In the film ‘The Devil Wears Prada,’ the protagonist, Andy, lacks outstanding ability. Nevertheless, she ascends to the right-hand position of a discerning boss. A pivotal reason behind this feat was Andy’s aptitude to ‘elevate’ herself, adeptly aligning her vision with her boss’s. Consequently, she gains comprehensive insights into the boss’s intentions, effectively addressing the diverse work demands instead of fixating on the perceived excessiveness or necessity of the tasks.
However, within the real workplace milieu, many still adhere to silent diligence and ardor. They espouse the ‘Buddhist’ philosophy of ‘effort leads to reward’ and ‘hard work pays off.’ However, such commendable efforts, while self-affirming, might not necessarily resonate with superiors. This is because they fail to realize that to a certain extent, an individual’s suitability for promotion and recognition doesn’t merely rely on their ability to comply but on their awareness of ‘looking beyond.’ When your thoughts mirror those of your boss—be it team cohesion or steering in the right direction—when your actions mirror your boss’s requirements, steering the team’s overall development and achieving collective goals, this marks a substantial departure from obsessing over one’s ‘ability’ and renders an individual more comparable to others. Why should they promote you?
04 Resilience Over Fragility
Zhou Hongyi once asserted, ‘In youth, one should proceed slowly and robustly, withstanding the trials and tribulations of life.’ However, within the workplace, one frequently encounters individuals akin to ‘glass-hearted’ giants—extremely sensitive souls, ill-equipped to weather the slightest adversity. They lack resilience, emotional intelligence, and struggle to cope with challenges. This ‘glass-hearted’ disposition typically stems from two ‘inner demons.’
1. The Focus Effect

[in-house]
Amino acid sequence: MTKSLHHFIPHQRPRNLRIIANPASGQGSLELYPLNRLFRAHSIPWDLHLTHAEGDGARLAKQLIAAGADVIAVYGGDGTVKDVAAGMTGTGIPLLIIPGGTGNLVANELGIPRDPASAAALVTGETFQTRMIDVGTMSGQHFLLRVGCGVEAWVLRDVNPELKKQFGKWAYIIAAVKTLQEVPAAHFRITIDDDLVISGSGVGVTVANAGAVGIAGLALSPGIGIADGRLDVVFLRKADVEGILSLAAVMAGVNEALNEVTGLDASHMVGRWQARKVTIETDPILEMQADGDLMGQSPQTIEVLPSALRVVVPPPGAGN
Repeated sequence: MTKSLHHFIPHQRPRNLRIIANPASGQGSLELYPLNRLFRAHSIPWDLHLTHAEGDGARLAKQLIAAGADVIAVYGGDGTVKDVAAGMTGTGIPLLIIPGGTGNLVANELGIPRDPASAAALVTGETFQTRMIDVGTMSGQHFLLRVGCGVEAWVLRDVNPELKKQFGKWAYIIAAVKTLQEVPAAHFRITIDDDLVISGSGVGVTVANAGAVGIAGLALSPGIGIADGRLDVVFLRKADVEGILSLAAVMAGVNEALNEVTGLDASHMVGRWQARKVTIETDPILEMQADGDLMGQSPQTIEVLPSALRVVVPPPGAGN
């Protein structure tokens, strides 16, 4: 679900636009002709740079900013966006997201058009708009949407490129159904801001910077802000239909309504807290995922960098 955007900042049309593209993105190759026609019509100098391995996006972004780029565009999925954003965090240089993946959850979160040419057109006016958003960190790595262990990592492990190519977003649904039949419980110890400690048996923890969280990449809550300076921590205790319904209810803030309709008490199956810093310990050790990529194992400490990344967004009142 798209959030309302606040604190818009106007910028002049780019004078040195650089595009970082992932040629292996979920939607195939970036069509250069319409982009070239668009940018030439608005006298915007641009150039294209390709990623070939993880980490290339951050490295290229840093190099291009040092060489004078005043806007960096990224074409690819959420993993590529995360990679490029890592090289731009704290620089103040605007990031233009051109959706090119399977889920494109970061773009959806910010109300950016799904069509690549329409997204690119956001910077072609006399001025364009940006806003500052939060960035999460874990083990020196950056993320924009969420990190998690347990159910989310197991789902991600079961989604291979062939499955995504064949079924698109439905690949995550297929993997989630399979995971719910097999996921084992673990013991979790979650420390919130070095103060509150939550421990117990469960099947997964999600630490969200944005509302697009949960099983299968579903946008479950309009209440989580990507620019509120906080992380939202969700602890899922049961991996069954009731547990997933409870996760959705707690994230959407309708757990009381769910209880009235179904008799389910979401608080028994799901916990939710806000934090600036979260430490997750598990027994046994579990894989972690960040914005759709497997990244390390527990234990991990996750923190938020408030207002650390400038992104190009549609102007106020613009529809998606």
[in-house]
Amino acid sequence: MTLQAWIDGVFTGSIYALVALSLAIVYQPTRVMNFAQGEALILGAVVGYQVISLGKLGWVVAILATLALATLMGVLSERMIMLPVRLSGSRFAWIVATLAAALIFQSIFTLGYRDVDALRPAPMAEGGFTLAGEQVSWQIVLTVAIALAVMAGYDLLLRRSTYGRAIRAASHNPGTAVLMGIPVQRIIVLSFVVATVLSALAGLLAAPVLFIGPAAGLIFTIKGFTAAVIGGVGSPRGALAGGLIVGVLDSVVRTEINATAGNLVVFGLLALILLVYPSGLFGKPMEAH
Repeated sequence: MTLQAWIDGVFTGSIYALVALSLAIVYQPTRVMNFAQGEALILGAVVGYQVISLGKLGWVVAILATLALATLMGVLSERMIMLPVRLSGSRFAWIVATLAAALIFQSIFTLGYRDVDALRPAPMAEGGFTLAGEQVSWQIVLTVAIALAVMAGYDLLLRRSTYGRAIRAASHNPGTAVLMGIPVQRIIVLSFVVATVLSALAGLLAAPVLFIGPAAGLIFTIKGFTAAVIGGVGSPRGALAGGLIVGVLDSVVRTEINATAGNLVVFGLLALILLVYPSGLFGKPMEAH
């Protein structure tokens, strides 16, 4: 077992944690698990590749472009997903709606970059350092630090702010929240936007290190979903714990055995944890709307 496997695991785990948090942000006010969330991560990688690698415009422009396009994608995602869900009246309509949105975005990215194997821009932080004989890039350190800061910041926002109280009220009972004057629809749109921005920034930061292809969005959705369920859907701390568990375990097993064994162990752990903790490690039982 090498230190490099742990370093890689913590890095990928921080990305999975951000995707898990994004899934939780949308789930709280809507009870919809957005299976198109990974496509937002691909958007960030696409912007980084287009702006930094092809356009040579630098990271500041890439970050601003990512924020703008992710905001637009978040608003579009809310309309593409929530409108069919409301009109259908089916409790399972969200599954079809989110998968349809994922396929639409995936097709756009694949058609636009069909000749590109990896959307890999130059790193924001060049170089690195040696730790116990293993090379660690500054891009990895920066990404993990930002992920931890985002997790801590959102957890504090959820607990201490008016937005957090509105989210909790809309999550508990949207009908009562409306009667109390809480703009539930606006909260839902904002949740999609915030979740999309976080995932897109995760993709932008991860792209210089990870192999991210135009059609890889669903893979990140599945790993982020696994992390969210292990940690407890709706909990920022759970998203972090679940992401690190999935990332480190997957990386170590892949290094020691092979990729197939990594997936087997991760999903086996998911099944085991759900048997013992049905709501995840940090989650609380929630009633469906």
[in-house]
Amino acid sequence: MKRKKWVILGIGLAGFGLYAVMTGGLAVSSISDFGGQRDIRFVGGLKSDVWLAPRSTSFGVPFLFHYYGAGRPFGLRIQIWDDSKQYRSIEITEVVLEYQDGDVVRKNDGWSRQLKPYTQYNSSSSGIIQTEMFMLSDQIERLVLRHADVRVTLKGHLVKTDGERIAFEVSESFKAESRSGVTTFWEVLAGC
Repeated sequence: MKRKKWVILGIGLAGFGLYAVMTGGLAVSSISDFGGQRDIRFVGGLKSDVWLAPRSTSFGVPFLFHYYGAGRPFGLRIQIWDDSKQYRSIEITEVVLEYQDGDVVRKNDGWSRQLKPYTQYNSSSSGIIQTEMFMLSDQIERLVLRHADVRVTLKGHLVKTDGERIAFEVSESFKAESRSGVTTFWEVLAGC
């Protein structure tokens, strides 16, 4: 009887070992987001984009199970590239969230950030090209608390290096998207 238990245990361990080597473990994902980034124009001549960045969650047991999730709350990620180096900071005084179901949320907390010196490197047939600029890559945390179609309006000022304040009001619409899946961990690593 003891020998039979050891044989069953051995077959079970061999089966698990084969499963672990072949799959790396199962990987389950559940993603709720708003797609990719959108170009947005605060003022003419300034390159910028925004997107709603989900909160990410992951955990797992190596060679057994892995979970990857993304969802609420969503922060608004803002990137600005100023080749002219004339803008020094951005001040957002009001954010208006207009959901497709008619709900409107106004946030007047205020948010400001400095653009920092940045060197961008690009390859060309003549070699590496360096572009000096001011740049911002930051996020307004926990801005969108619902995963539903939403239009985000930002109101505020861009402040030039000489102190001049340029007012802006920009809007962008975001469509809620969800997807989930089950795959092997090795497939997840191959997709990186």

The ‘focus effect’ manifests when one erroneously assumes themselves to be the ‘center’ of attention, overestimating the attention directed toward them. However, this is largely an illusion; everyone is preoccupied with their own affairs. Others may momentarily notice when you face criticism or embarrassment, but they seldom retain such thoughts. To overcome this ‘glass heart’ syndrome, one must dispel this illusion of being the center of perpetual attention. Learning from mistakes or revising rejected plans is common workplace practice, devoid of any concern for dignity or reputation—it is unnecessary to distress oneself.
2. Embrace a Growth Mindset
Carol Dweck, a renowned American psychologist, categorizes people’s cognitive approaches into ‘fixed thinking’ and ‘growth thinking’ modes in her book ‘Mindset: The New Psychology of Success.’ The ‘glass heart’ syndrome isn’t merely a personality quirk but is intrinsically linked to one’s cognitive approach. It predominantly stems from a ‘fixed thinking’ mindset.
Individuals with a fixed mindset habitually reinforce their cognitive patterns, irrespective of feedback—whether positive or negative. For instance, when they perceive themselves as making a fool of themselves, they amass evidence affirming this belief, fortifying their self-perception and constraining personal growth.
In contrast, those with a growth mindset react differently to criticism. Instead of dwelling on notions of ‘making a fool of oneself,’ they prioritize understanding the leader’s specific expectations and actions that might have led to discord. Such discernment fosters genuine growth and progress, paving the way for an effective transition from fixed thinking to growth thinking.
Charles Dickens, the eminent English novelist, declared, ‘A sound mind is more powerful than a hundred wisdoms.’ This adage rings true in the workplace as well. In the long run, a professional equipped with the right attitude, adept communication, vision, and resilience supersedes those with particular technical skills alone. Here’s wishing you success.